But even though the wheels have been set in motion to prepare a swine flu vaccine, the administration is stressing that it has not yet decided whether to move forward on widespread immunizations. That will depend partly on how the virus acts in the next few months, when the Southern Hemisphere has its flu season.
Dr. Ed Janoff, professor of infectious disease at the University of Colorado Denver, said that the steps that the government intends to take are "prudent."
"The government is taking appropriate steps to do the background and organize the logistics to produce vaccine against the new H1N1 if it is ultimately deemed necessary to provide to the public," Janoff said. "They have not committed to making large-scale vaccine, only to doing their homework and identify the concrete steps necessary."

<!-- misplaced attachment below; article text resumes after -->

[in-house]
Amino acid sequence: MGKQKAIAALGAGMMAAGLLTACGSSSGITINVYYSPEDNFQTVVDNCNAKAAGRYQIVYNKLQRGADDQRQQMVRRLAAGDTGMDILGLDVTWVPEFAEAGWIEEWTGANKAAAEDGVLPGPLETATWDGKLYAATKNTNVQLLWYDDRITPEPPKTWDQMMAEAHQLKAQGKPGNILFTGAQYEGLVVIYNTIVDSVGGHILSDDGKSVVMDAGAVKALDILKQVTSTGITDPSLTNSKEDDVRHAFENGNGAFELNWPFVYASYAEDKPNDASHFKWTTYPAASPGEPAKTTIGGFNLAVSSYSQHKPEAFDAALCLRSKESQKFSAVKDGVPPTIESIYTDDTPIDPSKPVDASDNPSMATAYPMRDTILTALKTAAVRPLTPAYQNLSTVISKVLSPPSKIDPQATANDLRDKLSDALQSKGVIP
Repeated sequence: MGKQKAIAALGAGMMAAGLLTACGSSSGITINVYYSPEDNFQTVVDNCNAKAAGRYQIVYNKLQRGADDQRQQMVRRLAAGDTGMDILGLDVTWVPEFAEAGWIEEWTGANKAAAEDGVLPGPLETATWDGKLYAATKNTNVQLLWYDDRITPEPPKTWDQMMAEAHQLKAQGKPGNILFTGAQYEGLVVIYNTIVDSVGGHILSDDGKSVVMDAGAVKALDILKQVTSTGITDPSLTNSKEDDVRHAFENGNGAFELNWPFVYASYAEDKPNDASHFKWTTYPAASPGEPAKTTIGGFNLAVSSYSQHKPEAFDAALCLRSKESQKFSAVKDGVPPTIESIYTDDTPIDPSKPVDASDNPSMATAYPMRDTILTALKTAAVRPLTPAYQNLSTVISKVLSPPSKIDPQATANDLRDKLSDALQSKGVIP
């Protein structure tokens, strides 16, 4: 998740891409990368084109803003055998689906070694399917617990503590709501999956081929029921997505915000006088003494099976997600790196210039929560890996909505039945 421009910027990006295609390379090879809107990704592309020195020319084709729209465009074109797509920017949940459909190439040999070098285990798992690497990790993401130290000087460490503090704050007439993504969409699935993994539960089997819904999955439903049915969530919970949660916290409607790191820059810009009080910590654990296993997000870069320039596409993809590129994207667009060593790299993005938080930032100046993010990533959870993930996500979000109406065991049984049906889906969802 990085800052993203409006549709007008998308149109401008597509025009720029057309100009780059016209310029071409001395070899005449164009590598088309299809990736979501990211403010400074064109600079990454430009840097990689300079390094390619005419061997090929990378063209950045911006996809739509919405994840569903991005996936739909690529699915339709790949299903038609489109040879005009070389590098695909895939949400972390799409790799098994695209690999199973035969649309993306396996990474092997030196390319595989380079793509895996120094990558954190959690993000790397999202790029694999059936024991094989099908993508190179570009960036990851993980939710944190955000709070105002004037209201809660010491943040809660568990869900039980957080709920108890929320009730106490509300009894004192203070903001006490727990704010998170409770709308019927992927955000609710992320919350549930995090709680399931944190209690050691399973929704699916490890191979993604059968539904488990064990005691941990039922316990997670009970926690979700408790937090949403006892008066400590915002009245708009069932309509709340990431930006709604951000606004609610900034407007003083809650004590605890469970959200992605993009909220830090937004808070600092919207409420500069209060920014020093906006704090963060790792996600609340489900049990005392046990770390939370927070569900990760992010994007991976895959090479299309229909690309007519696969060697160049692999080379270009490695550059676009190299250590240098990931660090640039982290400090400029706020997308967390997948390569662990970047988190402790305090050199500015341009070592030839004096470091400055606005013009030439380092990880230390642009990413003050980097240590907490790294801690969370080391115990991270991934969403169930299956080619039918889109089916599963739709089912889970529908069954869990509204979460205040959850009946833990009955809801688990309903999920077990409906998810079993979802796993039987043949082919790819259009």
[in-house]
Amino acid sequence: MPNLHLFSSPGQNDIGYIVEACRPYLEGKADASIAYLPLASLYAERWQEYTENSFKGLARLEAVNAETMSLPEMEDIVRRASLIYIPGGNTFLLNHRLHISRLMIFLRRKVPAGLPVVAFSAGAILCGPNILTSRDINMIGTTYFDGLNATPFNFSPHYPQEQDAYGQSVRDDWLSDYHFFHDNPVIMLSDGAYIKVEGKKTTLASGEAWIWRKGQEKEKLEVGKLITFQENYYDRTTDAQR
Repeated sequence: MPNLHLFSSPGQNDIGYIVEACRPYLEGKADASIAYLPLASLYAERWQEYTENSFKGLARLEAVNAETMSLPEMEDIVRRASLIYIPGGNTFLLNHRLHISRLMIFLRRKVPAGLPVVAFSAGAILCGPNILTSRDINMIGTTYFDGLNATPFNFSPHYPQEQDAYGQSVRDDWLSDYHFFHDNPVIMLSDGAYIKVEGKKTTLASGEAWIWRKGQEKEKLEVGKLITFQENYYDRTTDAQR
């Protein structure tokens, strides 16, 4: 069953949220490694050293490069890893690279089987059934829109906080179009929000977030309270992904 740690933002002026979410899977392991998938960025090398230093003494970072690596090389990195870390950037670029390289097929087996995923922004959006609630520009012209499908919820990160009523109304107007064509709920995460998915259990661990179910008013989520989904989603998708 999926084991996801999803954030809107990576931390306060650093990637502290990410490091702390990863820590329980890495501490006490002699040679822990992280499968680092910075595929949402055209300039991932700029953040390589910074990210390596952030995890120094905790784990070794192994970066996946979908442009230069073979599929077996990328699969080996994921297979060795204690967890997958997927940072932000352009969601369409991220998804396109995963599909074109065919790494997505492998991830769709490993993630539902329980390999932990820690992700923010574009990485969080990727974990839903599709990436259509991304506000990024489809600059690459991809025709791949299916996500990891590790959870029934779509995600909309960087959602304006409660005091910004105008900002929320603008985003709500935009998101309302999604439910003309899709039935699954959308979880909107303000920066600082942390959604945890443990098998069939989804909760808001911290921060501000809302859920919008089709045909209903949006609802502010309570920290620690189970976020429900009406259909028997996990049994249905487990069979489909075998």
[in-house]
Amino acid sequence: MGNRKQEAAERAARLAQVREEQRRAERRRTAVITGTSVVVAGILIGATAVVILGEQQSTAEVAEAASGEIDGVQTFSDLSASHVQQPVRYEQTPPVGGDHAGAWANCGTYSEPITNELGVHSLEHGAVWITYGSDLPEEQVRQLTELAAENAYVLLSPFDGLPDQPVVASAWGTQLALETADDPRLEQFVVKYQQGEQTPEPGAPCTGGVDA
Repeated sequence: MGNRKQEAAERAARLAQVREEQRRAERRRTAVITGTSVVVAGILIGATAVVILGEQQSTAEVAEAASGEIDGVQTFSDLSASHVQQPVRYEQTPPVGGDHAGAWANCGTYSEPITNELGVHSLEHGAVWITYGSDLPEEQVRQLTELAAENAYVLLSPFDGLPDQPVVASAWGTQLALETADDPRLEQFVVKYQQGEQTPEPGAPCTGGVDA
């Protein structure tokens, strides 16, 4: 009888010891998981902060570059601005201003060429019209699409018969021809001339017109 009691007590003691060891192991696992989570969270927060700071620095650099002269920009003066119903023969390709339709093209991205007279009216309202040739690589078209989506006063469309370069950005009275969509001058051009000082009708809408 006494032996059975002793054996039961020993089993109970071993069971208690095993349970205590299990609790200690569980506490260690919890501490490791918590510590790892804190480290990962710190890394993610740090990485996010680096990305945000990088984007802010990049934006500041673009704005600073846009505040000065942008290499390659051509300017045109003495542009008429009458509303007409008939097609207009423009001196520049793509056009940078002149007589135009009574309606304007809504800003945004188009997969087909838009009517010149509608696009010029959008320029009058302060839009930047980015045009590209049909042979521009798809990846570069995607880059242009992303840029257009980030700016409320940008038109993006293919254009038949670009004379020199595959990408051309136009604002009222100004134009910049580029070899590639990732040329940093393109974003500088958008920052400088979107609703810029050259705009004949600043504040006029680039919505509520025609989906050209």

He added that the fact that the government is staying one step ahead of the virus could be viewed by the public as a comforting sign -- particularly in light of the fact that researchers are still trying to determine whether the virus is likely to mutate into a deadlier form.
"This is a very fluid situation," said Dr. Gregory Poland, professor of Medicine and Infectious Diseases at the Mayo Clinic in Rochester, Minn. "This virus changes very quickly, and I think the big thing that we're watching for is, is this virus going to further mutate or trade genetic material with other circulating influenza viruses?
"If that happened, that could produce a virus that's more virulent and causes more disease."
It will take until this fall to figure out how much protection the vaccine offers. By then, the government will have to decide whether every American should roll up their sleeve.